December 12, 2014

Turning Data into Information by Using Context

Posted in Content Management, Databases, Digital Libraries tagged at 5:16 pm by mknight1130

How can you search data from multiple databases when the terminology may be different? For example, you may type in “Python” in Google. Are you a techie who is interested in the programming language python or a parent who would like to find out when the python exhibit opens in the local zoo? How can a computer tell the difference between the two contexts? You will find, below, how this issue is being addressed.

A community called the World Wide Web Consortium (W3C) has been trying to come up with standards, mainly for web sites.  The W3C has generated a Data Activity ( group to develop standards and vocabularies, in part to improve interoperability between data base terms. Since the W3C Data Activity group addresses how to connect terms from different sources, I think this will also apply to your issue.

A couple of frameworks allow for interchange between many different databases by describing concepts and the relationship of the concepts. I think also these schemas allow for defining contextual constraints. The frameworks consist of RDF and RDF Schemas, SKOS, OWL, RIF.

While standard vocabulary is a starting place, of course, development tools are needed to allow for different database terminologies to work together. A list of development languages that would be helpful can be searched from the W3 Tools- Semantic Web Standards site ( There are over 300 tools. A tool that has had some positive press and was introduced at an O’ Reilly conference, is SPARQL( .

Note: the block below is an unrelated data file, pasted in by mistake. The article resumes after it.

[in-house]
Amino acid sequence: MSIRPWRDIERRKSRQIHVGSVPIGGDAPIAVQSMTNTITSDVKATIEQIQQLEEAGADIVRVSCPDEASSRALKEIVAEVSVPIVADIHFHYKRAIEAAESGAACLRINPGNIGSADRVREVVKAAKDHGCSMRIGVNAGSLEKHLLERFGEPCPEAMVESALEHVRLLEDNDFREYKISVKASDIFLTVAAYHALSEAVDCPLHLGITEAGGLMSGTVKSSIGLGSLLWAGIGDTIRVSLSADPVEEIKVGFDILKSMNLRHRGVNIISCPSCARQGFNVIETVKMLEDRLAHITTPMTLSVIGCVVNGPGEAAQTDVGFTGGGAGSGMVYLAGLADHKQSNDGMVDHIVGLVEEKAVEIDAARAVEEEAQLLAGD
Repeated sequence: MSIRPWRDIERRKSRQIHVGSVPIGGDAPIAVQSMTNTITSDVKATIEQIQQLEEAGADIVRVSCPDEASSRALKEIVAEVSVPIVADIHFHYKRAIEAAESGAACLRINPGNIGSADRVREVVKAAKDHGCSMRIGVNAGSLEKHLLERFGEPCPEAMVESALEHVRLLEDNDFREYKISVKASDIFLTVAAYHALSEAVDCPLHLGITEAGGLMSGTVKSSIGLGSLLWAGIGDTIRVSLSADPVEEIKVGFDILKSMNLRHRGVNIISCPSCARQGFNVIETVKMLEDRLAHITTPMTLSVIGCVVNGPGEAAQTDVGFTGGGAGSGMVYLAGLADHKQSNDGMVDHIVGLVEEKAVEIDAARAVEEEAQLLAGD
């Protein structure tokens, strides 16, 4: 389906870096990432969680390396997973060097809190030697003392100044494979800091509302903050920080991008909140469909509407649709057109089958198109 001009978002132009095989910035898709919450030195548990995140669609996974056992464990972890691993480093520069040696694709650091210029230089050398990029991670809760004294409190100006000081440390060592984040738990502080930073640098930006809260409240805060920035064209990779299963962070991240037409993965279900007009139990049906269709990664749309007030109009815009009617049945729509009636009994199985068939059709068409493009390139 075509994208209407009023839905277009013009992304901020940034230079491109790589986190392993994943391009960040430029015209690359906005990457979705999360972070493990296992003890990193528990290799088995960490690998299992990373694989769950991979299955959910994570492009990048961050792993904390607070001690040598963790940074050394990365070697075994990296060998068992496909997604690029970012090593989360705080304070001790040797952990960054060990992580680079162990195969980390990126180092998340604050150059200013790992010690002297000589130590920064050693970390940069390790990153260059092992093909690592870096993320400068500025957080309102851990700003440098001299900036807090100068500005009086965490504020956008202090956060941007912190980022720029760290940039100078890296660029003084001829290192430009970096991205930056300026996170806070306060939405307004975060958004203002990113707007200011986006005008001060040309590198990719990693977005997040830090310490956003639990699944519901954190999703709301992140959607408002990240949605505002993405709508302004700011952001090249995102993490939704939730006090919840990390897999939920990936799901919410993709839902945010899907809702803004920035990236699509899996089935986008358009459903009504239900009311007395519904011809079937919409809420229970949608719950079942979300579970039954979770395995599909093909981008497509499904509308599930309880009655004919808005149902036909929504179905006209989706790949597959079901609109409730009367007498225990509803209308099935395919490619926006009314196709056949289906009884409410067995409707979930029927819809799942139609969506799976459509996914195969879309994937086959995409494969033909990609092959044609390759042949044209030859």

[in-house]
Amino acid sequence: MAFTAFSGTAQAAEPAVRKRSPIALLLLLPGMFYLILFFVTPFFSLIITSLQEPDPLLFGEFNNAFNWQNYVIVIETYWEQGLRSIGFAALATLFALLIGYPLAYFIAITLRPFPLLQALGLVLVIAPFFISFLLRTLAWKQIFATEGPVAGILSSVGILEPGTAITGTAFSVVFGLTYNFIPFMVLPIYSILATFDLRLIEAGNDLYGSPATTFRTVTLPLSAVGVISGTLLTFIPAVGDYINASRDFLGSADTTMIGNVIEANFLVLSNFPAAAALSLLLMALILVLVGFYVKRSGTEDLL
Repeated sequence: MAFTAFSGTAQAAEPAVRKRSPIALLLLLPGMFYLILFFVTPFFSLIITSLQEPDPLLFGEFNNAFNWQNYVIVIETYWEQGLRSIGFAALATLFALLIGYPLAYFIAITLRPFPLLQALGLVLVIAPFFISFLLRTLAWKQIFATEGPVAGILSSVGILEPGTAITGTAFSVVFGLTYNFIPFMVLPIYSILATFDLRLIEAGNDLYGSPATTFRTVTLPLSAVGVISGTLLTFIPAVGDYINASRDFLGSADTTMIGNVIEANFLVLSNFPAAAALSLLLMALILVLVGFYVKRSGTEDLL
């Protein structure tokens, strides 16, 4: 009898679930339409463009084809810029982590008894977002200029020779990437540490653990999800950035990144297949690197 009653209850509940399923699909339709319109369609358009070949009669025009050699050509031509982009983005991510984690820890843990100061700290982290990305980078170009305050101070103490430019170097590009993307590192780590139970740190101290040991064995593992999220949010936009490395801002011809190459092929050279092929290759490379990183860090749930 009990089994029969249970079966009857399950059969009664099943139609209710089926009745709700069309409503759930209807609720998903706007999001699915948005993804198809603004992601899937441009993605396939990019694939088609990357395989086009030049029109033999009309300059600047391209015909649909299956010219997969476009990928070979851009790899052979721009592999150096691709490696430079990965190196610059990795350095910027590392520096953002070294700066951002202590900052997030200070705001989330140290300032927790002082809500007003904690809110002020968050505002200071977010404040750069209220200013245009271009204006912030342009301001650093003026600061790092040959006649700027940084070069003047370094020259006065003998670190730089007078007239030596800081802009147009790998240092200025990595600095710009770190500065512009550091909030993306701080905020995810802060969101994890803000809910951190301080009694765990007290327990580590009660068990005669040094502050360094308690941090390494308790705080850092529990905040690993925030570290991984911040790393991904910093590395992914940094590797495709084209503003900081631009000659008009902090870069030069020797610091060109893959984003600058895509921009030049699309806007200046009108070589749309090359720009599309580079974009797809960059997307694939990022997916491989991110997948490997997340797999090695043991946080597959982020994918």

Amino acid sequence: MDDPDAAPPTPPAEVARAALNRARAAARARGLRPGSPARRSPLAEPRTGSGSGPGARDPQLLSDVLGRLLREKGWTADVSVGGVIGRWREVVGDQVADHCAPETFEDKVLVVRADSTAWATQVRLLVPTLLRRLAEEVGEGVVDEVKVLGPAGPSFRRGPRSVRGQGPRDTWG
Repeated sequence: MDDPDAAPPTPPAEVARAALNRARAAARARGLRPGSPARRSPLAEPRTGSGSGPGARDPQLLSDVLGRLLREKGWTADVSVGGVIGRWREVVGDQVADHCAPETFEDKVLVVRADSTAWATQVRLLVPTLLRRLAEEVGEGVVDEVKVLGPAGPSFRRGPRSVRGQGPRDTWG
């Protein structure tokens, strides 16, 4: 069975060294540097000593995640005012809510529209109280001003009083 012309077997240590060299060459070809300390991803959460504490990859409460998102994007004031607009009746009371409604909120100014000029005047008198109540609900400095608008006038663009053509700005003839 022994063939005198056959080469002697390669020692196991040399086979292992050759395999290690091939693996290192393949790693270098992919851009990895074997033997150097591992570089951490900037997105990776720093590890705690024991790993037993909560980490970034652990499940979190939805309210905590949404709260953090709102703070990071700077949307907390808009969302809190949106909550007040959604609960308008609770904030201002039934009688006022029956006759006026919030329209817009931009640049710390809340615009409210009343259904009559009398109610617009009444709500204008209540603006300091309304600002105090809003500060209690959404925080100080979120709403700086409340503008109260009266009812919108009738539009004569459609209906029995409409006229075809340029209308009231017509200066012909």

Let us say that you don’t have the time or resources to look at connecting databases by scratch. I recommend that you look at DSpace or . The MIT libraries have developed a digital archive of materials. In part, the institute has come up with a way of connecting search vocabularies and contexts, easier. You could also find services available to help you get going. Dura-Space is an open technology project to provide guidance in using D-Space. However you need to foster research and be open source, DuraSpace.Org ( may be an option. I think these folks offer free consulting in using DSpace.

For the average user who wants to make searching the web easier, you may wish to try Context Miner ( Funded by a National Science Foundation grant, Context Miner automatically crawls some specific websites and gets contextual data. You use context miner to set the context and the terms through a campaign. Context Miner uses these parameters to get you the relevant information and looks beyond the literal.

As you can see from the text above, you can find several tools to make your searching and database-integration easier. These put the context in data. Also stay tuned. You will find an exciting future making data more meaningful and searching more integrated.


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